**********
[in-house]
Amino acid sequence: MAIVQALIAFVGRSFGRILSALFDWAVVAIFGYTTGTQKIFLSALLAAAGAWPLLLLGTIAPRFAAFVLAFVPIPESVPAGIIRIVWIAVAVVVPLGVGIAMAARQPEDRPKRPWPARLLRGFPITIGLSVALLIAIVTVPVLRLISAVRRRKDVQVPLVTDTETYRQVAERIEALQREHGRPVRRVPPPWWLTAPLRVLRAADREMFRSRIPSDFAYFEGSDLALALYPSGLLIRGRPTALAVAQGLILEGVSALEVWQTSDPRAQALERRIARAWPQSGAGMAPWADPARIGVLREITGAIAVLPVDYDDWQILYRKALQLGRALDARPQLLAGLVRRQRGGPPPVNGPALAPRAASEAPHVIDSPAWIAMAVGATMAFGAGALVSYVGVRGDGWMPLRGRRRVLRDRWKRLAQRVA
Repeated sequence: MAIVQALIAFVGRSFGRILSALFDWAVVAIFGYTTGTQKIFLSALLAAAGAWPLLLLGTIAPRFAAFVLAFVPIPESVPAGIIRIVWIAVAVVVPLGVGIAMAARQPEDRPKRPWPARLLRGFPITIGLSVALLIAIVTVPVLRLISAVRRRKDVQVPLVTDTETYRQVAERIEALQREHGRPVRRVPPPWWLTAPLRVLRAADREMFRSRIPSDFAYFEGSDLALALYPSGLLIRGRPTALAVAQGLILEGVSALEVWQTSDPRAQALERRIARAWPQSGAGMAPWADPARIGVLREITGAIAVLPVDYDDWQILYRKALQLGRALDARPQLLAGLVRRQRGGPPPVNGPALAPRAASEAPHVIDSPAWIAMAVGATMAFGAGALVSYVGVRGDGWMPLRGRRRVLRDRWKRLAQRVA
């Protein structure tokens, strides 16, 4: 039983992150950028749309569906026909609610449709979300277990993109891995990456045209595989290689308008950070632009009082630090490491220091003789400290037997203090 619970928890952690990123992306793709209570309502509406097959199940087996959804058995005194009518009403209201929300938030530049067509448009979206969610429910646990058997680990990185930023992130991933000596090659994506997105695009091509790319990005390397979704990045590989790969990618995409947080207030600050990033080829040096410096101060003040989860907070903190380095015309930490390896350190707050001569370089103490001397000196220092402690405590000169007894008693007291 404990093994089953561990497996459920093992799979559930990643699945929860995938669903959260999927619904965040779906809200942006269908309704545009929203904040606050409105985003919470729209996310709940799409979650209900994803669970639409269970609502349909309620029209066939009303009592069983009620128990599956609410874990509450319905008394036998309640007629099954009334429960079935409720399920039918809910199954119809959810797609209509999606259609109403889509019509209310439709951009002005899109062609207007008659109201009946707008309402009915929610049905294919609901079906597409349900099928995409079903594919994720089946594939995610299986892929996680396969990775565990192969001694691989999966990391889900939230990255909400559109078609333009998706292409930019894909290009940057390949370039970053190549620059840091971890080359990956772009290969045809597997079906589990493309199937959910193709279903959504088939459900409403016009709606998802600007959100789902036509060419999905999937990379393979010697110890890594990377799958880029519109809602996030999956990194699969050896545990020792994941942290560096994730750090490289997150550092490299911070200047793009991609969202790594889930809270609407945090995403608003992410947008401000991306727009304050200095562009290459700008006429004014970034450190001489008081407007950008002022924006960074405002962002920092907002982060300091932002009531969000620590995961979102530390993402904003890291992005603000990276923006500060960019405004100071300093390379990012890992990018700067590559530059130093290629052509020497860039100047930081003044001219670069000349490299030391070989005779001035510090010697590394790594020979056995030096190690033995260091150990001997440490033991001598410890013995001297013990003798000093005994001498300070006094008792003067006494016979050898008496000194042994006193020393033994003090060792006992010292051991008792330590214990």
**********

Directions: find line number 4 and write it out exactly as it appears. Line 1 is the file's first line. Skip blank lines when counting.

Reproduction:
């Protein structure tokens, strides 16, 4: 039983992150950028749309569906026909609610449709979300277990993109891995990456045209595989290689308008950070632009009082630090490491220091003789400290037997203090 619970928890952690990123992306793709209570309502509406097959199940087996959804058995005194009518009403209201929300938030530049067509448009979206969610429910646990058997680990990185930023992130991933000596090659994506997105695009091509790319990005390397979704990045590989790969990618995409947080207030600050990033080829040096410096101060003040989860907070903190380095015309930490390896350190707050001569370089103490001397000196220092402690405590000169007894008693007291 404990093994089953561990497996459920093992799979559930990643699945929860995938669903959260999927619904965040779906809200942006269908309704545009929203904040606050409105985003919470729209996310709940799409979650209900994803669970639409269970609502349909309620029209066939009303009592069983009620128990599956609410874990509450319905008394036998309640007629099954009334429960079935409720399920039918809910199954119809959810797609209509999606259609109403889509019509209310439709951009002005899109062609207007008659109201009946707008309402009915929610049905294919609901079906597409349900099928995409079903594919994720089946594939995610299986892929996680396969990775565990192969001694691989999966990391889900939230990255909400559109078609333009998706292409930019894909290009940057390949370039970053190549620059840091971890080359990956772009290969045809597997079906589990493309199937959910193709279903959504088939459900409403016009709606998802600007959100789902036509060419999905999937990379393979010697110890890594990377799958880029519109809602996030999956990194699969050896545990020792994941942290560096994730750090490289997150550092490299911070200047793009991609969202790594889930809270609407945090995403608003992410947008401000991306727009304050200095562009290459700008006429004014970034450190001489008081407007950008002022924006960074405002962002920092907002982060300091932002009531969000620590995961979102530390993402904003890291992005603000990276923006500060960019405004100071300093390379990012890992990018700067590559530059130093290629052509020497860039100047930081003044001219670069000349490299030391070989005779001035510090010697590394790594020979056995030096190690033995260091150990001997440490033991001598410890013995001297013990003798000093005994001498300070006094008792003067006494016979050898008496000194042994006193020393033994003090060792006992010292051991008792330590214990």